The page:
Several catalogs have already found their way to my mail box and are awaiting previewing.  The tough choice ahead is to now narrow down the choices as my garden only has so much room, and I only have so much time, to grow all the potential beauties.

I have updated the Garden Catalogs page, containing over 30 different gardening catalogs you can request. Some are specialty catalogs (ex: heirloom) or focused on a particular part of the country.  Some are catalogs you can request through the mail, while others are online only.

If your favorite catalog is not on the list, let me know and I will look into adding it.

Happy Shopping!

Jan 262016
 

Science Kids on the Loose

Sid The Science Kid: Growing Plants takes a look into a preschool classroom or daycare as kids plant and compare lima bean plants.  This short video shows kids how to plant a seed.  The kids then take a look at plants grown from seeds, started at various times in the past; some are seedlings and others are almost a foot tall.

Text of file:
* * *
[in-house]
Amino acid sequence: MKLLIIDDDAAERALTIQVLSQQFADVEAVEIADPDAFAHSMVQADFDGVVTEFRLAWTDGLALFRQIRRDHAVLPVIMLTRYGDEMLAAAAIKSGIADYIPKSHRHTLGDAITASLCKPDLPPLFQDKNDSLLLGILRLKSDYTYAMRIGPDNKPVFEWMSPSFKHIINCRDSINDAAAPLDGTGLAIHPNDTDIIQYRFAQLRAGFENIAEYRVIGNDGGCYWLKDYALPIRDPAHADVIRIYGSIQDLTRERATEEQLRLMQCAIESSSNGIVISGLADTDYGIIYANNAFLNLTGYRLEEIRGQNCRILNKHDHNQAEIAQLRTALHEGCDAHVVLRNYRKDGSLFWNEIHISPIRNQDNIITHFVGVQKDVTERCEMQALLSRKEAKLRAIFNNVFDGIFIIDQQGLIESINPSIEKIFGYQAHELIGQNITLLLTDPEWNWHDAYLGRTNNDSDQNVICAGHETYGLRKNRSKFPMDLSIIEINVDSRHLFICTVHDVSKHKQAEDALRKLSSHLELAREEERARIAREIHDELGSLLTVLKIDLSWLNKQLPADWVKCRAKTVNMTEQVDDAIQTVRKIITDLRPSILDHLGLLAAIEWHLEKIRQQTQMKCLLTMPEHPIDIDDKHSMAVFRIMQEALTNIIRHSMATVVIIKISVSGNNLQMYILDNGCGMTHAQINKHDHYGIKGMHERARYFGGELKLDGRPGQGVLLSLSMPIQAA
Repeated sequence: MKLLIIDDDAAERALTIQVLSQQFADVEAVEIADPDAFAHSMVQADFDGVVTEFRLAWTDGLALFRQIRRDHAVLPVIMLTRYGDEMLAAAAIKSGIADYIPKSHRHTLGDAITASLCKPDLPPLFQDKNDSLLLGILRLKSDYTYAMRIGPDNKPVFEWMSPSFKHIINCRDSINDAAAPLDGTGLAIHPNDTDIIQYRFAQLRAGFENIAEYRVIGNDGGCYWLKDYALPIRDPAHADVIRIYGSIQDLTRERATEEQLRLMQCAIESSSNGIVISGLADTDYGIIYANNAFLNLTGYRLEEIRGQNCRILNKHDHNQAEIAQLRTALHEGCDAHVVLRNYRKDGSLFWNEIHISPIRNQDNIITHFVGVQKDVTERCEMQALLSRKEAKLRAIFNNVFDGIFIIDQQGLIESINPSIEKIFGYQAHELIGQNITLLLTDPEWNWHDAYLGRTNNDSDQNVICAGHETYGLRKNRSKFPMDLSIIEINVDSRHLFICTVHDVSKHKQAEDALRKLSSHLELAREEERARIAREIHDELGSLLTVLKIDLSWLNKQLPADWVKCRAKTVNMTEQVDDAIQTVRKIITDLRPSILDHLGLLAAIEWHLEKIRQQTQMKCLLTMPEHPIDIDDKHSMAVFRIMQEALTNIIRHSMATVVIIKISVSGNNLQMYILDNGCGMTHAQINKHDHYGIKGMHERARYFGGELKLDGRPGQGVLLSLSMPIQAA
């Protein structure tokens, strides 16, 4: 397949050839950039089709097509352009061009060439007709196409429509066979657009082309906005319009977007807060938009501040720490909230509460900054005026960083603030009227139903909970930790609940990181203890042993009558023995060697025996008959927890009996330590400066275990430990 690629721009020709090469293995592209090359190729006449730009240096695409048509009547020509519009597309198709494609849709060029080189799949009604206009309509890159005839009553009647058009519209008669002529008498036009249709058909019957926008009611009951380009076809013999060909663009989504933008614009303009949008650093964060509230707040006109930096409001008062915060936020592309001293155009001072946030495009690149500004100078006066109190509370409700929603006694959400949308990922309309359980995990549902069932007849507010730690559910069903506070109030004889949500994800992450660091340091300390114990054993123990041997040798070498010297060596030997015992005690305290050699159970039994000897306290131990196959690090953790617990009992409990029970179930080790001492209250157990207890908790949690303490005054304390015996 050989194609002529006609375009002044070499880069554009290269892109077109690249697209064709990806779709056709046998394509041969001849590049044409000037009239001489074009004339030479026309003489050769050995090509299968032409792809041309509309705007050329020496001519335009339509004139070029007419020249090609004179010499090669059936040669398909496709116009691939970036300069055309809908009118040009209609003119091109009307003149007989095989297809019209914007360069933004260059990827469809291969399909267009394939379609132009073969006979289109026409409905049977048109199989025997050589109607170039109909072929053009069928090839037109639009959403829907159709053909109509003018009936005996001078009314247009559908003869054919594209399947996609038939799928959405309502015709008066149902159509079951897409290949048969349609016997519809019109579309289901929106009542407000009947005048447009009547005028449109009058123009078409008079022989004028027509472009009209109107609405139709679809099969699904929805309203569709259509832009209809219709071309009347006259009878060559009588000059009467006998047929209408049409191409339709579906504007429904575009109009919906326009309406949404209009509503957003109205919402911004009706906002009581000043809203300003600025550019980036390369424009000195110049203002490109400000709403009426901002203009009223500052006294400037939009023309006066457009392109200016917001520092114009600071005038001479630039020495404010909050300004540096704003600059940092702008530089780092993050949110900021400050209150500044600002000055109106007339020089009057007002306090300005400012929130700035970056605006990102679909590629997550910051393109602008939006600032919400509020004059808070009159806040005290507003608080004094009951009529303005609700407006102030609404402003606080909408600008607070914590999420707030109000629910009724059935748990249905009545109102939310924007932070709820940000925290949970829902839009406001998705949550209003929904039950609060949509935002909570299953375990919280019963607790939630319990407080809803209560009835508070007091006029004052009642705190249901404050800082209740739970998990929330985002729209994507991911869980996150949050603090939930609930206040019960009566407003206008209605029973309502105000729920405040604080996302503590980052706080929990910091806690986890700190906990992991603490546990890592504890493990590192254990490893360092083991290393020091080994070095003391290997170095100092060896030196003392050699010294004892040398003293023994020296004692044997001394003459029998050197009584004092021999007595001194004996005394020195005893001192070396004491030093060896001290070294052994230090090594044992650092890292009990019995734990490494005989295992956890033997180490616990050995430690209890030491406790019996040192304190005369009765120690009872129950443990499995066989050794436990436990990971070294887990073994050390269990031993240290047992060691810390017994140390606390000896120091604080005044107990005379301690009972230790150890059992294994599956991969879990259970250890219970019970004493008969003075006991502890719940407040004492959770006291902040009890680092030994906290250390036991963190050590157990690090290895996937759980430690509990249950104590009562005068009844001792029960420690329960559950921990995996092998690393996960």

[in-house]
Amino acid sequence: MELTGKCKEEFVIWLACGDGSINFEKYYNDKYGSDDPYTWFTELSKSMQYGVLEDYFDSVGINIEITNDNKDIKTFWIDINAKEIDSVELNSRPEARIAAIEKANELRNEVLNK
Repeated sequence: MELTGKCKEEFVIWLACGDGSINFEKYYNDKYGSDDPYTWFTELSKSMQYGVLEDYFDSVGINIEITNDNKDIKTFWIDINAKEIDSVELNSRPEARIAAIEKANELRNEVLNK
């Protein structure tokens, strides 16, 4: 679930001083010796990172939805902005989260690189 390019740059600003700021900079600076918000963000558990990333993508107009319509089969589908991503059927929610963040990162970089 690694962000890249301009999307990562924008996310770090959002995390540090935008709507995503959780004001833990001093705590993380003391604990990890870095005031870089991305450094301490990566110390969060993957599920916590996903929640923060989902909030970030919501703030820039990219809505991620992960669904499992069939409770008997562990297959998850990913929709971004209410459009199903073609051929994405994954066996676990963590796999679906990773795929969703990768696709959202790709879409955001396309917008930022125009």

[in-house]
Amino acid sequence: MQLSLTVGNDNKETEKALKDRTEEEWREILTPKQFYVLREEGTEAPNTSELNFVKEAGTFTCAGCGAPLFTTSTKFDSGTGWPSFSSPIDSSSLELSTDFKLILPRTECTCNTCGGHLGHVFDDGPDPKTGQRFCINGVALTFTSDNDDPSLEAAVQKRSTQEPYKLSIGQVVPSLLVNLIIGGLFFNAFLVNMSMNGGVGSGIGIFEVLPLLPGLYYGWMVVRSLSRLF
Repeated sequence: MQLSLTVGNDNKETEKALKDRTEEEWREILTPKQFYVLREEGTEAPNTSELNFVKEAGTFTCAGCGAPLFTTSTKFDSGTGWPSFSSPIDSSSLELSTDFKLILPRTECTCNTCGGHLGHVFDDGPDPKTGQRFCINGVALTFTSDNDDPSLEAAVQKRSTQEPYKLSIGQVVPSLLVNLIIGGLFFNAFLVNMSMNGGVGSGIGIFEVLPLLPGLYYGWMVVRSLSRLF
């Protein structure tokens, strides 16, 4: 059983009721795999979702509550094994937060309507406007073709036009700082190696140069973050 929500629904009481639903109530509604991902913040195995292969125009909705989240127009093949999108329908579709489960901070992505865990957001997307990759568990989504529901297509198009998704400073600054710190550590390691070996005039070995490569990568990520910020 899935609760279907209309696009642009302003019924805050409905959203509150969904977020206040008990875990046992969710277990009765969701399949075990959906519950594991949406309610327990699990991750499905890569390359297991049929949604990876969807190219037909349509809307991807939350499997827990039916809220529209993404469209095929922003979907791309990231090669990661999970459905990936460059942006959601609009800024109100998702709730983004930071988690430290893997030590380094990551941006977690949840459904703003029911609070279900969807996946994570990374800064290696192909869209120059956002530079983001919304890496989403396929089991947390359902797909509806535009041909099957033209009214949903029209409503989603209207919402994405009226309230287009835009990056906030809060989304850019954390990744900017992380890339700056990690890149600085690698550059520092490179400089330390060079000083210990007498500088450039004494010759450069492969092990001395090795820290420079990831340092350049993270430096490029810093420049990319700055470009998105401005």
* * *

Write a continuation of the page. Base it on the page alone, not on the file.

If you are looking to do something inside with your kids when you actually want to be outside in the garden, starting plants on a sunny window sill is a fun activity.  Sometimes it works, sometimes it does not.  Gardening is always an adventure.

Jun 012015
 

Open space in a garden

 

You have seen all the magazine article about how to have the perfect garden, how to grow the biggest flowers, how to feed your family in a garden the size of a shoe box.  Well, what if you have read all of those article and still can not seem to get a garden in place.  Perhaps you have doing one of these 5 things that ensure that perfect garden with the biggest flowers in the smallest space never happens.